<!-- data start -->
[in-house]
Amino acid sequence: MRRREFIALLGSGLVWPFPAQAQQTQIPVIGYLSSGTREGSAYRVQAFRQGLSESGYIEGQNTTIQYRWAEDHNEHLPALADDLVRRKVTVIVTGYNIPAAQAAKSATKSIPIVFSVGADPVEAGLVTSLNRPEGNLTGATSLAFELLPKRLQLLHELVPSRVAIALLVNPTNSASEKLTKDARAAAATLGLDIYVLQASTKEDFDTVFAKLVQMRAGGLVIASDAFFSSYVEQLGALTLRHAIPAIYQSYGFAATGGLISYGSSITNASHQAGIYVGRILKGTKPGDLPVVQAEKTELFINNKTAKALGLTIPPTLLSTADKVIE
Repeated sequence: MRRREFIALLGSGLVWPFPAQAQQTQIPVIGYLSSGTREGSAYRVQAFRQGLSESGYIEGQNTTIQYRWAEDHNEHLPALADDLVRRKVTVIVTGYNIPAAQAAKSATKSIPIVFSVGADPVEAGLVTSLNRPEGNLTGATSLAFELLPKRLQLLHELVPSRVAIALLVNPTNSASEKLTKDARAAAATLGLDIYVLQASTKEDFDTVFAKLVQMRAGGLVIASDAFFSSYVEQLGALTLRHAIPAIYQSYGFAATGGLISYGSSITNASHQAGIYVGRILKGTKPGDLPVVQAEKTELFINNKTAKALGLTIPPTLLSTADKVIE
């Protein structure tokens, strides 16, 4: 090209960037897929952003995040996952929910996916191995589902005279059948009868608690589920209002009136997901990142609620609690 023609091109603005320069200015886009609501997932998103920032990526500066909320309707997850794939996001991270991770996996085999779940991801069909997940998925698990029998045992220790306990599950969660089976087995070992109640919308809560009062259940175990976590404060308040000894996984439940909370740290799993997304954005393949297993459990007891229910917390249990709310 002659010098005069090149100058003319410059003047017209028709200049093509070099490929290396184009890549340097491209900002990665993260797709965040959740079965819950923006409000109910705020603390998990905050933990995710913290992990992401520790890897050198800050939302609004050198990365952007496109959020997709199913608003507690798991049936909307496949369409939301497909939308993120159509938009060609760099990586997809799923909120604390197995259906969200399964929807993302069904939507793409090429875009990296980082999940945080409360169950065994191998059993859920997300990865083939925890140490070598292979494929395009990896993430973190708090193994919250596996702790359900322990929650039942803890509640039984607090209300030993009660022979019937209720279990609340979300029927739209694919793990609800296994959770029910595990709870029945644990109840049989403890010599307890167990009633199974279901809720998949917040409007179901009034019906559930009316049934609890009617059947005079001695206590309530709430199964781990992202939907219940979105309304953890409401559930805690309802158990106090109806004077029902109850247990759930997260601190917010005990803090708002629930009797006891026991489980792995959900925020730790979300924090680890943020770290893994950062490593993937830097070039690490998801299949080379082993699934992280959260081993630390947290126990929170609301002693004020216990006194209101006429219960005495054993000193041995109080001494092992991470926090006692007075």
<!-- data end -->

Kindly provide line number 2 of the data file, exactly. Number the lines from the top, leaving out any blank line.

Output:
Amino acid sequence: MRRREFIALLGSGLVWPFPAQAQQTQIPVIGYLSSGTREGSAYRVQAFRQGLSESGYIEGQNTTIQYRWAEDHNEHLPALADDLVRRKVTVIVTGYNIPAAQAAKSATKSIPIVFSVGADPVEAGLVTSLNRPEGNLTGATSLAFELLPKRLQLLHELVPSRVAIALLVNPTNSASEKLTKDARAAAATLGLDIYVLQASTKEDFDTVFAKLVQMRAGGLVIASDAFFSSYVEQLGALTLRHAIPAIYQSYGFAATGGLISYGSSITNASHQAGIYVGRILKGTKPGDLPVVQAEKTELFINNKTAKALGLTIPPTLLSTADKVIE